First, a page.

My mother from Chiapas and my father from Zacatecas created a combination of recipes with ingredients and flavors so diverse that I was able to enjoy different dishes day to day that eventually formed part of the menu that I prepared for my children as they grew up. Pacholas is an amazing example of it. This particular and traditional beef patties that I never learned to make -fortunately one of my sons learned because he inherited the family gift of the art of cooking, and assures all of us of the preservation of many family recipes that have brought us so much pride and joy-, were so valued that they remain in the memories of many of my friends from when their grandmothers, nannies, and mothers would make them. After a while passes, I still ask my mom to make them, and we pack some up to send to their houses. It is such an enjoyment that I think some of them have stayed friends with me, after 30 years, to have the pleasure of enjoying this special dish again at least once a year. And here I put to the test, calling out even the most experienced chef, to see if even they can make the patties so perfectly, so delicately like my mother (and surely the other women from her generation or before).
There are thousands of anecdotes, and it would never end if I tried to share all of them. Including the one that some family members have shared with me about when my great grandmother died and all of Chiapas came to visit and they had to make food for three days straight because people never stopped arriving, and for the mass that went on and on: the feasts that were served were a talking point for years.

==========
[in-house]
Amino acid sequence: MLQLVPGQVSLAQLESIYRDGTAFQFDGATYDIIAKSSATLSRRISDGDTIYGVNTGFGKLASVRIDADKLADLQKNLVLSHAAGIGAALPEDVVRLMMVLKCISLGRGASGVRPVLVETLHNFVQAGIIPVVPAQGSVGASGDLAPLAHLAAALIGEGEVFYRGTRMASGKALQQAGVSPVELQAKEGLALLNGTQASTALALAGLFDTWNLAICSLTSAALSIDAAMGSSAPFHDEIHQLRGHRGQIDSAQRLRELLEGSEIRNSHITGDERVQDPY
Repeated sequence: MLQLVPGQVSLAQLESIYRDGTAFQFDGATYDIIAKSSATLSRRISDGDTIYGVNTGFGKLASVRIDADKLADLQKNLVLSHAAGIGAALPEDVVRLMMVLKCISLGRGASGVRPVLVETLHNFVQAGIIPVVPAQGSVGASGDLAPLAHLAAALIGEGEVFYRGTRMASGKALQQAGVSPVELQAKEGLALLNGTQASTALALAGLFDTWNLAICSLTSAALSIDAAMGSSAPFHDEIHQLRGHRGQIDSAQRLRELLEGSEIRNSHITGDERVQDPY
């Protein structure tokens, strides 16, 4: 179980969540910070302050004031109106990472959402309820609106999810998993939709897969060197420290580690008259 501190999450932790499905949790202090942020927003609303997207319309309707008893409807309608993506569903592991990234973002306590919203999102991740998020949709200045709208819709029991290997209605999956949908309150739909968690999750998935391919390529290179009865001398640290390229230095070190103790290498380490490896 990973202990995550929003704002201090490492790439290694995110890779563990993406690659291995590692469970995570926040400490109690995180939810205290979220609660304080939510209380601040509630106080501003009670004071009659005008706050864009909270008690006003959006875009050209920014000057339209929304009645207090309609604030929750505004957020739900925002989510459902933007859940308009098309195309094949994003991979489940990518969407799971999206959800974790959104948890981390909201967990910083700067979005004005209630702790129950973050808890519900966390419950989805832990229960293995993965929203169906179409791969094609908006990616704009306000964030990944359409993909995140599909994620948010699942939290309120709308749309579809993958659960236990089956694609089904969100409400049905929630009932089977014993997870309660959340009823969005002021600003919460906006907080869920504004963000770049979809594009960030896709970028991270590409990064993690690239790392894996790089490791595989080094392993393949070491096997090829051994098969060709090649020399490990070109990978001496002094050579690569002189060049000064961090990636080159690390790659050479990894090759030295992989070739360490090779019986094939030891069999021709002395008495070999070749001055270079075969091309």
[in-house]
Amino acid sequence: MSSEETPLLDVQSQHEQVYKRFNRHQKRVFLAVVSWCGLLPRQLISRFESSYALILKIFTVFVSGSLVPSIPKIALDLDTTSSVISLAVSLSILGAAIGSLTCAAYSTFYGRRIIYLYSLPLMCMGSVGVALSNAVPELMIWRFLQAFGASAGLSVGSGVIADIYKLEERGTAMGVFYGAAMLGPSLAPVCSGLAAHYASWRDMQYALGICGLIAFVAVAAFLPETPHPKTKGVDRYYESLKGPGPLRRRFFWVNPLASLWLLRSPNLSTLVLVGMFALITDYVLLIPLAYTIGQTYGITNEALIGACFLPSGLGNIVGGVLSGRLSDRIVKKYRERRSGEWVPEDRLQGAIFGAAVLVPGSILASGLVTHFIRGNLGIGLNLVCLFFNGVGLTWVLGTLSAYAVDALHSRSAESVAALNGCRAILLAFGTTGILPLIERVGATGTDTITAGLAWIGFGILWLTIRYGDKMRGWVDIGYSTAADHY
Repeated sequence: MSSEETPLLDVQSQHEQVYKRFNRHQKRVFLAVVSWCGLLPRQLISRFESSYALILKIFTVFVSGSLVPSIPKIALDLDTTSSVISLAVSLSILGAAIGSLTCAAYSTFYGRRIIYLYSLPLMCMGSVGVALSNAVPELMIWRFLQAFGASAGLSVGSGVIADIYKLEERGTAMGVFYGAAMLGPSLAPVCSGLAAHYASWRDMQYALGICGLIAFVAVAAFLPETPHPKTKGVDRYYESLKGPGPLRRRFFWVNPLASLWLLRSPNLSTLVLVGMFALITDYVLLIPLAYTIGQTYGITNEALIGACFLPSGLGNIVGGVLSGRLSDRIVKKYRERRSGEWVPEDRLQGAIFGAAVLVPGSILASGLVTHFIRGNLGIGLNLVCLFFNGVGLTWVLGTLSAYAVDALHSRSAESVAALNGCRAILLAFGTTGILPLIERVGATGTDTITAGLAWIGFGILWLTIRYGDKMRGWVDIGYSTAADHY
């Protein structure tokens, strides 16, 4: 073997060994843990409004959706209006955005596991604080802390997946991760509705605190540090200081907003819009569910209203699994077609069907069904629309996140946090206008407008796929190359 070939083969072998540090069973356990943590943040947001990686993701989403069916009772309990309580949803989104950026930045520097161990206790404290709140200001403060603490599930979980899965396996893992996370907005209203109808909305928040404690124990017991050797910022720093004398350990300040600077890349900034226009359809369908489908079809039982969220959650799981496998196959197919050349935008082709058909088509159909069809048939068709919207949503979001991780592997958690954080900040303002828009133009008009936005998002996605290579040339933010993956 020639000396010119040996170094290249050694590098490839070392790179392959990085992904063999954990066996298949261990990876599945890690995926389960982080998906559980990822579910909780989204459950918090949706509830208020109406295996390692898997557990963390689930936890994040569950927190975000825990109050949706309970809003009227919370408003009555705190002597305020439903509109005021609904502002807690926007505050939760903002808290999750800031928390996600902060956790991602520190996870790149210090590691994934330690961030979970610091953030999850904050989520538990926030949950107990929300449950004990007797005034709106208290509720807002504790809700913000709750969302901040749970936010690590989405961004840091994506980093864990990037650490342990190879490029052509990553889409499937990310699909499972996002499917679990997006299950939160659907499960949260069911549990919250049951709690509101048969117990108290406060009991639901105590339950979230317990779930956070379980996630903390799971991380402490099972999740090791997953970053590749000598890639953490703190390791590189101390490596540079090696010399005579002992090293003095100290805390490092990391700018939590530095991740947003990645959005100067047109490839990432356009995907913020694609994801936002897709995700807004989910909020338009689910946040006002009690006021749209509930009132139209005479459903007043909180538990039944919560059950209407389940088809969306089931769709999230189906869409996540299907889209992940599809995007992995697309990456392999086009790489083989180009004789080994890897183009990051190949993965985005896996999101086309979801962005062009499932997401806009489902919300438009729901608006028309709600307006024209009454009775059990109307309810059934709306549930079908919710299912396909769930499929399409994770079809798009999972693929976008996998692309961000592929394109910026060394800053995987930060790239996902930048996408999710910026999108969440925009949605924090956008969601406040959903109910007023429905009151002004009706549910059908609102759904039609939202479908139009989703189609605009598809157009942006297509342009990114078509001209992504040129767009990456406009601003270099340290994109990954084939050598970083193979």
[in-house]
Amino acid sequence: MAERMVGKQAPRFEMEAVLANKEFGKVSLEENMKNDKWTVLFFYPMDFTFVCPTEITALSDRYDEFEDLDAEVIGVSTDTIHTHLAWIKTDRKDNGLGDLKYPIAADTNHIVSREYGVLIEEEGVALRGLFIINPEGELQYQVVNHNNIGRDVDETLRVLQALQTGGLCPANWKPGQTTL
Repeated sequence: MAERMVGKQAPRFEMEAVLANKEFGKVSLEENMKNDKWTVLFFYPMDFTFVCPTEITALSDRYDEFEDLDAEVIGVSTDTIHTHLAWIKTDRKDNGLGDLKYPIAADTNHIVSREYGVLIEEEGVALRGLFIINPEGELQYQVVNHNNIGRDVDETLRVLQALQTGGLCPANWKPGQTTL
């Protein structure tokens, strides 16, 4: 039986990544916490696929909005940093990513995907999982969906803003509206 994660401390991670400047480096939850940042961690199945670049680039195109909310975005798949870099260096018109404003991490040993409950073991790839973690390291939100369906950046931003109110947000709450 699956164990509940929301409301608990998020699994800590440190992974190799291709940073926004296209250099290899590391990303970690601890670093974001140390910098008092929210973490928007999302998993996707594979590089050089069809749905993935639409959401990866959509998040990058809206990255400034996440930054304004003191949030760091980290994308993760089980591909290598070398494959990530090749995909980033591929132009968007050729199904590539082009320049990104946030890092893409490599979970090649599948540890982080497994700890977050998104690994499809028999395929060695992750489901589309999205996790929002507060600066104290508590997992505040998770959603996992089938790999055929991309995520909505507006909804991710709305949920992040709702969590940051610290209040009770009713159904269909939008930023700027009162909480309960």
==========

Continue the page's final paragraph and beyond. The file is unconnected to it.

I can say with pride that my greatest inheritance that my children have fortunately acquired, and I hope their children too, is the taste, admiration, respect, and passion for Mexican Gastronomy. Understanding the art of the kitchen has a secret that one cannot learn in any school, or even from the best teacher, because it comes straight form the heart. What this talent does is it develops and becomes even greater, and in particular, it comes with the satisfaction of sharing the gift with someone who you want to feel happy, because when a recipe is prepared with those elements, it doesn’t just nourish the stomach, it fills the soul.
¡Thank you Mama!